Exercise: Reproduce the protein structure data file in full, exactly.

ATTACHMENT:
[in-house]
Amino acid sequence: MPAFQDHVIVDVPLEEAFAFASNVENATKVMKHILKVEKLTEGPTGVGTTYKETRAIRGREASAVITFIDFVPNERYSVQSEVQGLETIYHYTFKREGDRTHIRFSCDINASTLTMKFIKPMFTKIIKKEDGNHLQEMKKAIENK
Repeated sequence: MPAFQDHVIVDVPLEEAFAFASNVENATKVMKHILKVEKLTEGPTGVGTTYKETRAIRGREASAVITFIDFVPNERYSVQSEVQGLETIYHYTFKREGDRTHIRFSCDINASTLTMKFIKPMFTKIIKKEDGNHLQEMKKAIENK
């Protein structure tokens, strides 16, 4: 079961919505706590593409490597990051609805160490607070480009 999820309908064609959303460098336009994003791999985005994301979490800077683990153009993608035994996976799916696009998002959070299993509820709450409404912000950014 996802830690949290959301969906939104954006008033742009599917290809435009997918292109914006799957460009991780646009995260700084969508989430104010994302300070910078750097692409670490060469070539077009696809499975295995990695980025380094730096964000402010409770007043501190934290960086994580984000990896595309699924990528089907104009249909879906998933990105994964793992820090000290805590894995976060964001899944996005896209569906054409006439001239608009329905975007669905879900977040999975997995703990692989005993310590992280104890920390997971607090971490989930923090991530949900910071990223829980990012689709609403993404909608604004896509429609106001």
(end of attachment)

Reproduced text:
[in-house]
Amino acid sequence: MPAFQDHVIVDVPLEEAFAFASNVENATKVMKHILKVEKLTEGPTGVGTTYKETRAIRGREASAVITFIDFVPNERYSVQSEVQGLETIYHYTFKREGDRTHIRFSCDINASTLTMKFIKPMFTKIIKKEDGNHLQEMKKAIENK
Repeated sequence: MPAFQDHVIVDVPLEEAFAFASNVENATKVMKHILKVEKLTEGPTGVGTTYKETRAIRGREASAVITFIDFVPNERYSVQSEVQGLETIYHYTFKREGDRTHIRFSCDINASTLTMKFIKPMFTKIIKKEDGNHLQEMKKAIENK
């Protein structure tokens, strides 16, 4: 079961919505706590593409490597990051609805160490607070480009 999820309908064609959303460098336009994003791999985005994301979490800077683990153009993608035994996976799916696009998002959070299993509820709450409404912000950014 996802830690949290959301969906939104954006008033742009599917290809435009997918292109914006799957460009991780646009995260700084969508989430104010994302300070910078750097692409670490060469070539077009696809499975295995990695980025380094730096964000402010409770007043501190934290960086994580984000990896595309699924990528089907104009249909879906998933990105994964793992820090000290805590894995976060964001899944996005896209569906054409006439001239608009329905975007669905879900977040999975997995703990692989005993310590992280104890920390997971607090971490989930923090991530949900910071990223829980990012689709609403993404909608604004896509429609106001």